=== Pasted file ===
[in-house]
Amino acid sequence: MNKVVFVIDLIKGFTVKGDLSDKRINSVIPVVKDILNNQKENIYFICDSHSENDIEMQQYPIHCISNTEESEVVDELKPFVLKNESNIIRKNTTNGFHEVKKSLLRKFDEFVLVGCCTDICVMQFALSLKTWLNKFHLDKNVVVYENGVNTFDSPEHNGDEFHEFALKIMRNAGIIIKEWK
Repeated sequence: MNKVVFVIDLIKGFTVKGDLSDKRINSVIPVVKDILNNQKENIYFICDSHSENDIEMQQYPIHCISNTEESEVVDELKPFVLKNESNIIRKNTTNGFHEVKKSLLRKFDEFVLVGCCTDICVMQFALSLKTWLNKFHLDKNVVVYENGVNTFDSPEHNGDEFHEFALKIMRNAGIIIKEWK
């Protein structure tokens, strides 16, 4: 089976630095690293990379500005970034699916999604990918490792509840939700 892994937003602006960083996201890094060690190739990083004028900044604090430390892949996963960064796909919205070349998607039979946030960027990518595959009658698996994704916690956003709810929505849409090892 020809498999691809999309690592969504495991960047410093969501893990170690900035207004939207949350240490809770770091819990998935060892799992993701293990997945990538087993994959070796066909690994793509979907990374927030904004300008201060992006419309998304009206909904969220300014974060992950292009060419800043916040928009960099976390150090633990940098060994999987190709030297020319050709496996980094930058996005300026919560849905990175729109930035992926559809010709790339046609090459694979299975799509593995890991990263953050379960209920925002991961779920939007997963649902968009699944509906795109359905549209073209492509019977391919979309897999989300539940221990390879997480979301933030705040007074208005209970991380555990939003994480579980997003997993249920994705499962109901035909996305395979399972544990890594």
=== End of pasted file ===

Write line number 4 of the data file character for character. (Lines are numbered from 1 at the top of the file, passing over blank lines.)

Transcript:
């Protein structure tokens, strides 16, 4: 089976630095690293990379500005970034699916999604990918490792509840939700 892994937003602006960083996201890094060690190739990083004028900044604090430390892949996963960064796909919205070349998607039979946030960027990518595959009658698996994704916690956003709810929505849409090892 020809498999691809999309690592969504495991960047410093969501893990170690900035207004939207949350240490809770770091819990998935060892799992993701293990997945990538087993994959070796066909690994793509979907990374927030904004300008201060992006419309998304009206909904969220300014974060992950292009060419800043916040928009960099976390150090633990940098060994999987190709030297020319050709496996980094930058996005300026919560849905990175729109930035992926559809010709790339046609090459694979299975799509593995890991990263953050379960209920925002991961779920939007997963649902968009699944509906795109359905549209073209492509019977391919979309897999989300539940221990390879997480979301933030705040007074208005209970991380555990939003994480579980997003997993249920994705499962109901035909996305395979399972544990890594």